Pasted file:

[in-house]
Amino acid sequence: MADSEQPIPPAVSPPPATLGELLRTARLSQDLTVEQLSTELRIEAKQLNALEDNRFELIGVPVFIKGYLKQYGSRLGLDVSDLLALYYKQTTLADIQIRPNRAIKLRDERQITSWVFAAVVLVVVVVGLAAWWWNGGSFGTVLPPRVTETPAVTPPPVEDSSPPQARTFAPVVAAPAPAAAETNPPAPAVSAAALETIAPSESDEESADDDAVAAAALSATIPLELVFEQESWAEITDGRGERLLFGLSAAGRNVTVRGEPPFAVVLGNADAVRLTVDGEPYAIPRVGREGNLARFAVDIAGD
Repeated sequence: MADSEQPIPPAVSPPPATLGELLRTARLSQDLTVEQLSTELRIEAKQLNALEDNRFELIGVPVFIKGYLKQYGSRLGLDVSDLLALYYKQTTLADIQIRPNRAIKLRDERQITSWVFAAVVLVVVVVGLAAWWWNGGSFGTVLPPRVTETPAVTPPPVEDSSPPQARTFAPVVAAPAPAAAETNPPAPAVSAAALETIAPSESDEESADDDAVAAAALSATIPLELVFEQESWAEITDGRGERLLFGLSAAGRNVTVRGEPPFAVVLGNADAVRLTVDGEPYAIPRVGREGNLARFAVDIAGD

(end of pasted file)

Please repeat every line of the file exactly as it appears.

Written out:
[in-house]
Amino acid sequence: MADSEQPIPPAVSPPPATLGELLRTARLSQDLTVEQLSTELRIEAKQLNALEDNRFELIGVPVFIKGYLKQYGSRLGLDVSDLLALYYKQTTLADIQIRPNRAIKLRDERQITSWVFAAVVLVVVVVGLAAWWWNGGSFGTVLPPRVTETPAVTPPPVEDSSPPQARTFAPVVAAPAPAAAETNPPAPAVSAAALETIAPSESDEESADDDAVAAAALSATIPLELVFEQESWAEITDGRGERLLFGLSAAGRNVTVRGEPPFAVVLGNADAVRLTVDGEPYAIPRVGREGNLARFAVDIAGD
Repeated sequence: MADSEQPIPPAVSPPPATLGELLRTARLSQDLTVEQLSTELRIEAKQLNALEDNRFELIGVPVFIKGYLKQYGSRLGLDVSDLLALYYKQTTLADIQIRPNRAIKLRDERQITSWVFAAVVLVVVVVGLAAWWWNGGSFGTVLPPRVTETPAVTPPPVEDSSPPQARTFAPVVAAPAPAAAETNPPAPAVSAAALETIAPSESDEESADDDAVAAAALSATIPLELVFEQESWAEITDGRGERLLFGLSAAGRNVTVRGEPPFAVVLGNADAVRLTVDGEPYAIPRVGREGNLARFAVDIAGD